with which he pursued them. I need not say with 
what shouts of applause his speech was received by 
the majority. Such success attending such conduct 
cannot fail to encourage fom to a perseverance in it, 
as well as others to an imitation of it. Besides, it does 
so damp and dishearten all that act with us, that 
though no man can be more sensible than I am of the 
great advantage you derive from the wealthy con- 
nexion, which, if he has not brought, he at least tends 
to keep with your lordship, and of the weight you have 
from his personal ability in Parliament, yet I do 
venture to say, that three such days in the House of 
Commons would more than overbalance all these 
advantages, and even much greater ; and that if no 

170 EDMUND BURKE [1773 

method can be found of convincing Ms lordship that 
this mode of acting is infinitely prejudicial to the 
interest which he honours with Ms apparent support, 
it would be far better the world understood you had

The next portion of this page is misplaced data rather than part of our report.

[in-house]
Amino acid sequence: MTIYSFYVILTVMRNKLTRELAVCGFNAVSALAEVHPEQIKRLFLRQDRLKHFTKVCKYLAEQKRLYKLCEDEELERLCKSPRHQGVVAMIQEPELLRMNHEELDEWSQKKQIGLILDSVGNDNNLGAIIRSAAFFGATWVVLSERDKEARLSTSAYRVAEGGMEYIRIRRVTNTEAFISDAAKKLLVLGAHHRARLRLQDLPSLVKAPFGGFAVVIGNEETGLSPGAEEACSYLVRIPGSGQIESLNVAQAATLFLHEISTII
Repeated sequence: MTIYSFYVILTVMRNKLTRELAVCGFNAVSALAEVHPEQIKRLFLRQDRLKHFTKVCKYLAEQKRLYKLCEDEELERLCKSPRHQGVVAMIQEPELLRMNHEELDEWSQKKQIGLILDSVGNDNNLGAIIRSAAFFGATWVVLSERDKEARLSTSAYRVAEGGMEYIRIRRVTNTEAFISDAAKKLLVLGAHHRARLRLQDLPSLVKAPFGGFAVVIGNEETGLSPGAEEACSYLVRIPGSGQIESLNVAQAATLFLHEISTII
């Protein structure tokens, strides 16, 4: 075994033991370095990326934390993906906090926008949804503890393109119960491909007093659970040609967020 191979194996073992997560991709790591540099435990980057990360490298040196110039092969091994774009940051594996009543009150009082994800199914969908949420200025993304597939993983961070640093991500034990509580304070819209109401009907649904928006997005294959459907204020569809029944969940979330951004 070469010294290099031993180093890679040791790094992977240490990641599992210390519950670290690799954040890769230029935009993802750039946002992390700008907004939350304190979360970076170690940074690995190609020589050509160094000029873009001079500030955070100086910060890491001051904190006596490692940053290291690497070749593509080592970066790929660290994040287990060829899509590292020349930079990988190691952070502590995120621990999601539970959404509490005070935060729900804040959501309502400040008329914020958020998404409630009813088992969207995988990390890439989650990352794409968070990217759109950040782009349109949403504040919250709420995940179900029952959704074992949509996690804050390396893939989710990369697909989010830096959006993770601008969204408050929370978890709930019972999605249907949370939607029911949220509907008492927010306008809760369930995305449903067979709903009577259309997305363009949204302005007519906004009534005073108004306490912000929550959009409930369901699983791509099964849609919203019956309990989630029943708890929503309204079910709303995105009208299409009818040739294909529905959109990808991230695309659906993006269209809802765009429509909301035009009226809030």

no connexion, and that he went directly and avowedly 
to the Ministry. 

I saw no friend of ours in the majority but old 
Tommy Townshend. 1 His son stayed away. These 
are men of, I believe, the very nicest principles of 
honour, and of very good understandings, I can readily 
allow ; for the difficulties into which they have been 
led in tMs business, wMle they thought they were 
following Lord Chatham, under the direction of the 
court guides, into whose management he had put 
those friends of his and your lordsMp's, who suffered 
their public principles to" be turned into a blind con- 
fidence in Mm. It is better that they should leave us 
now and then, than degrade themselves by anytMng 
like inconsistency, even where they took up their 
opinions on a very slight consideration, or rather 
wholly on the authority of others. In that view 
I look upon Tommy Townshend's staying away rather 
in the light of a civility to Ms friends than otherwise. 
But still, not being at all willing, nor indeed wholly 
able to blame Mm, I cannot but lament that every 
now and then he is disposed to a great deference to 
the opinions of those who are at most but allies to